We all know that there is (though greatly exaggerated) truth within those stereotypes.  There is a real divide of values.  Blue state folks are much more secular.  The lion’s share of the atheists in the country identify with team blue. We believe in the value of multi-culturalism, rights for women and gays, and scientific knowledge.  Red state folks tend to want “traditional values,” which means women as the homemaker when there are kids, nuclear families as the ideal, faith over science if they clash, non-whites in “their place” (though that “place” is much more expansive at this point than it was 50 years ago), and for Christian values and Euro-American culture to predominate.

These are broad strokes I am brushing; nuance isn’t possible in a short post.  But I think most people will agree that we have these two different trends in America – one more a development out of and following of enlightenment ideals, and one more a continuation of religious tradition.

I am very solidly “blue state” and do think that “red state” folks are wrong and should be opposed in writing and at the ballot box.  That said, I believe in democracy and I think the majority of  red state folks do too.  As long as they aren’t trying to suppress my views with violence or through subverting democracy, then I understand our differences and try to make peace and find common ground with those on the other side of the divide.  And I think that is true of the majority of other blue-staters, and of most red-staters, too.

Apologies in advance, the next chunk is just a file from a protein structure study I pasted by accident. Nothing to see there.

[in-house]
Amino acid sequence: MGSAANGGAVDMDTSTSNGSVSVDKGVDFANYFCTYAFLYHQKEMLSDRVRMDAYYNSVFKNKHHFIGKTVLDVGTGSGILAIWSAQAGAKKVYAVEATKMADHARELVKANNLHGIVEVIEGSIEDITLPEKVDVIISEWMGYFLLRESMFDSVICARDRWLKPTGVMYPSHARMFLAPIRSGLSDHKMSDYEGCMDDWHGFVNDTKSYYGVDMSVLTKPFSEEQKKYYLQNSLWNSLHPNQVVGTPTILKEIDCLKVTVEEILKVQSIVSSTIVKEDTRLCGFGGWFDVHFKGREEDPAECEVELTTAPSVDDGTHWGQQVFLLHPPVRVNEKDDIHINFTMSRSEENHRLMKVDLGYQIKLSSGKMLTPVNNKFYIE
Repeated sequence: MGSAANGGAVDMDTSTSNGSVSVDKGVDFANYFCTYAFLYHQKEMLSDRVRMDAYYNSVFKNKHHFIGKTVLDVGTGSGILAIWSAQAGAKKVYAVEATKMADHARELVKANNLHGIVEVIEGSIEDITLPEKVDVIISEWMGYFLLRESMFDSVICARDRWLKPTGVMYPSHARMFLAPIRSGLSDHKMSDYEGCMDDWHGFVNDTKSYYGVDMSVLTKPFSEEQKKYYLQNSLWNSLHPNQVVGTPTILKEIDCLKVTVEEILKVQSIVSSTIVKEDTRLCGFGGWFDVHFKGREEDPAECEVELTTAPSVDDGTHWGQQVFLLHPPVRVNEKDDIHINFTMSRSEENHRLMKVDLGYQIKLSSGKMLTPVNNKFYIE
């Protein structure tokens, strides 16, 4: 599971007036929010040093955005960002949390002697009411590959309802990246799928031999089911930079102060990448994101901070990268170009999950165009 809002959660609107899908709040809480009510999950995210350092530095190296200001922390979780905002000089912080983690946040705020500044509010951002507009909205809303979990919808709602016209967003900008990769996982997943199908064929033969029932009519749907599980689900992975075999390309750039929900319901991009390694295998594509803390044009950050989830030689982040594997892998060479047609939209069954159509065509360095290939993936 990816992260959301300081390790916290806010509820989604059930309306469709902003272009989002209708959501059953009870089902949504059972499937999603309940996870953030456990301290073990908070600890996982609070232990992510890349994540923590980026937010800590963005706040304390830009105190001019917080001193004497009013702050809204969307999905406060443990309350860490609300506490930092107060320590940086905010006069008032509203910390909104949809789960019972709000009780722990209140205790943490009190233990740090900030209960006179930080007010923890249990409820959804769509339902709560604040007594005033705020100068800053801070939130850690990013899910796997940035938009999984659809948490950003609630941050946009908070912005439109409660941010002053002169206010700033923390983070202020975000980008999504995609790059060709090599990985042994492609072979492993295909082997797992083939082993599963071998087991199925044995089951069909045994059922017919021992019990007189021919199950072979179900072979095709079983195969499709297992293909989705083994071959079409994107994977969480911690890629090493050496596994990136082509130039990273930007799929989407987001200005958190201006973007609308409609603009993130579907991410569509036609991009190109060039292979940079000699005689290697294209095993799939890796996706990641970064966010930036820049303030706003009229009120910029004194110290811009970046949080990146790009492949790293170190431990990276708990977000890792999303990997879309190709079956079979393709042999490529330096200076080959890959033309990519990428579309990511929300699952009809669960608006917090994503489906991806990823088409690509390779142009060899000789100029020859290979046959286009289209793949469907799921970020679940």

However, as we all know, many people are incredibly mean to the other side, hurling insults on the internet or on TV that are often shocking, far meaner and uglier than anything Wagner ever publicly said about Jews.  This is unleashed tribalism, and I find it all very disturbing.   I don’t hate disagreement, but I do hate mean.

Tolerance, even for the intolerant, is a strong value of mine.  In my private life, to close friends, I know I have said many negative and even hateful things about, for instance, religious fundamentalists.  So, yes, I can be mean privately. It blows off steam, really, and I don’t fault myself or anybody for private venting. But I also know that—at least for the last 30 years—I have been consistently publicly respectful and charitable to those with strong religious beliefs that run counter to my self-interest and my vision of a better world.  To not be mean, to find common ground, and to be tolerant to the “other” are all more important to me than pressing my vision of what a better society should be in a way that would upset those with whom I disagree.  Therefore, I am not a self-righteous crusader for my causes, though I used to be.  I realized that being kind is actually better tactically and much better emotionally than being consumed by a burning desire to act forcefully on what I considered—and still consider—just and right.

That we all have groups that are the “other” is inevitable.  That we do not care about them much, if at all, either in sympathy, empathy or action, is also inevitable.  But I do believe how we treat individuals in the “other” group and what we say publicly about the group does indicate much about our character and our vision of a decent, humane society. 

Wagner’s tribe

Wagner’s tribe was Germany, and what a pitiful tribe it was.  Buffeted by centuries of war and, at the turn of the 19th century, French occupation, the states that constituted what is now Germany were historically weak, feudal and backward.  When Wagner was born in 1813, the War of Liberation from France was underway and would successfully throw off the political yoke of the French, but culturally France remained dominate over Germany well into the century.